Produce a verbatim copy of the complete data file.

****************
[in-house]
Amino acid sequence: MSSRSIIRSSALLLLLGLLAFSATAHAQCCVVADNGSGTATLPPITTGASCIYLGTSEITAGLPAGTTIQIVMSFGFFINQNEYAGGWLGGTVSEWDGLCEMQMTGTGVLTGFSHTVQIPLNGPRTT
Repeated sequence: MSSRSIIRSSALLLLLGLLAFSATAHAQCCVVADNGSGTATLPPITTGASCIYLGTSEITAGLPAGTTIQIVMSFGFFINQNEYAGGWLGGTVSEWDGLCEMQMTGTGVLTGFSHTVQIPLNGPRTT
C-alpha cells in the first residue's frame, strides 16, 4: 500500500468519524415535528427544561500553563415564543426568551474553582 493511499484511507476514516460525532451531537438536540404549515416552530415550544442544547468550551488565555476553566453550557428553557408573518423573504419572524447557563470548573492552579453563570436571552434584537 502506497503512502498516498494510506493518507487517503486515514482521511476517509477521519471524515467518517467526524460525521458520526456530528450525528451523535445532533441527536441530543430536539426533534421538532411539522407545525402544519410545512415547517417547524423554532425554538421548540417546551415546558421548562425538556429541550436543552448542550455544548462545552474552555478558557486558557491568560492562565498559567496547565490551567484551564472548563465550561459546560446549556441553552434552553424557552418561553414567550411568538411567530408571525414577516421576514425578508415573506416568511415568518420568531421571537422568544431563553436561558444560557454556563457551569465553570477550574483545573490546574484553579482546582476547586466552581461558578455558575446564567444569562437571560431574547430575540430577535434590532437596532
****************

[in-house]
Amino acid sequence: MSSRSIIRSSALLLLLGLLAFSATAHAQCCVVADNGSGTATLPPITTGASCIYLGTSEITAGLPAGTTIQIVMSFGFFINQNEYAGGWLGGTVSEWDGLCEMQMTGTGVLTGFSHTVQIPLNGPRTT
Repeated sequence: MSSRSIIRSSALLLLLGLLAFSATAHAQCCVVADNGSGTATLPPITTGASCIYLGTSEITAGLPAGTTIQIVMSFGFFINQNEYAGGWLGGTVSEWDGLCEMQMTGTGVLTGFSHTVQIPLNGPRTT
C-alpha cells in the first residue's frame, strides 16, 4: 500500500468519524415535528427544561500553563415564543426568551474553582 493511499484511507476514516460525532451531537438536540404549515416552530415550544442544547468550551488565555476553566453550557428553557408573518423573504419572524447557563470548573492552579453563570436571552434584537 502506497503512502498516498494510506493518507487517503486515514482521511476517509477521519471524515467518517467526524460525521458520526456530528450525528451523535445532533441527536441530543430536539426533534421538532411539522407545525402544519410545512415547517417547524423554532425554538421548540417546551415546558421548562425538556429541550436543552448542550455544548462545552474552555478558557486558557491568560492562565498559567496547565490551567484551564472548563465550561459546560446549556441553552434552553424557552418561553414567550411568538411567530408571525414577516421576514425578508415573506416568511415568518420568531421571537422568544431563553436561558444560557454556563457551569465553570477550574483545573490546574484553579482546582476547586466552581461558578455558575446564567444569562437571560431574547430575540430577535434590532437596532